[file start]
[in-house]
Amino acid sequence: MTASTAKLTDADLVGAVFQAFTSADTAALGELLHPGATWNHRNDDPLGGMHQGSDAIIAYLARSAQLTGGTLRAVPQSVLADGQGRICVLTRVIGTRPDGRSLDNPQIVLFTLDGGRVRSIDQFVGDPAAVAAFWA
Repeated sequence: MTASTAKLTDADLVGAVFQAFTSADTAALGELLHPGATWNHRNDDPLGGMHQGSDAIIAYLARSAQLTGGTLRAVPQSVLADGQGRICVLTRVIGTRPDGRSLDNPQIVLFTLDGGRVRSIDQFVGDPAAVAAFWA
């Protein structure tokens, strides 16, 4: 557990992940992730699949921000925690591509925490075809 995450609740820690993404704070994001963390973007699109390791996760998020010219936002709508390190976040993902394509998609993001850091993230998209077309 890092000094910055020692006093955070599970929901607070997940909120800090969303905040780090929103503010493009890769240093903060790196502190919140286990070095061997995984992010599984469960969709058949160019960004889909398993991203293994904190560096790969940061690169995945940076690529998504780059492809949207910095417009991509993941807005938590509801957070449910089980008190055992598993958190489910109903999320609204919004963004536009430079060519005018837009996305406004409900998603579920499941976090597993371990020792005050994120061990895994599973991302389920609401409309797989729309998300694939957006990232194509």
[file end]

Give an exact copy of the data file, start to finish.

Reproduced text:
[in-house]
Amino acid sequence: MTASTAKLTDADLVGAVFQAFTSADTAALGELLHPGATWNHRNDDPLGGMHQGSDAIIAYLARSAQLTGGTLRAVPQSVLADGQGRICVLTRVIGTRPDGRSLDNPQIVLFTLDGGRVRSIDQFVGDPAAVAAFWA
Repeated sequence: MTASTAKLTDADLVGAVFQAFTSADTAALGELLHPGATWNHRNDDPLGGMHQGSDAIIAYLARSAQLTGGTLRAVPQSVLADGQGRICVLTRVIGTRPDGRSLDNPQIVLFTLDGGRVRSIDQFVGDPAAVAAFWA
């Protein structure tokens, strides 16, 4: 557990992940992730699949921000925690591509925490075809 995450609740820690993404704070994001963390973007699109390791996760998020010219936002709508390190976040993902394509998609993001850091993230998209077309 890092000094910055020692006093955070599970929901607070997940909120800090969303905040780090929103503010493009890769240093903060790196502190919140286990070095061997995984992010599984469960969709058949160019960004889909398993991203293994904190560096790969940061690169995945940076690529998504780059492809949207910095417009991509993941807005938590509801957070449910089980008190055992598993958190489910109903999320609204919004963004536009430079060519005018837009996305406004409900998603579920499941976090597993371990020792005050994120061990895994599973991302389920609401409309797989729309998300694939957006990232194509």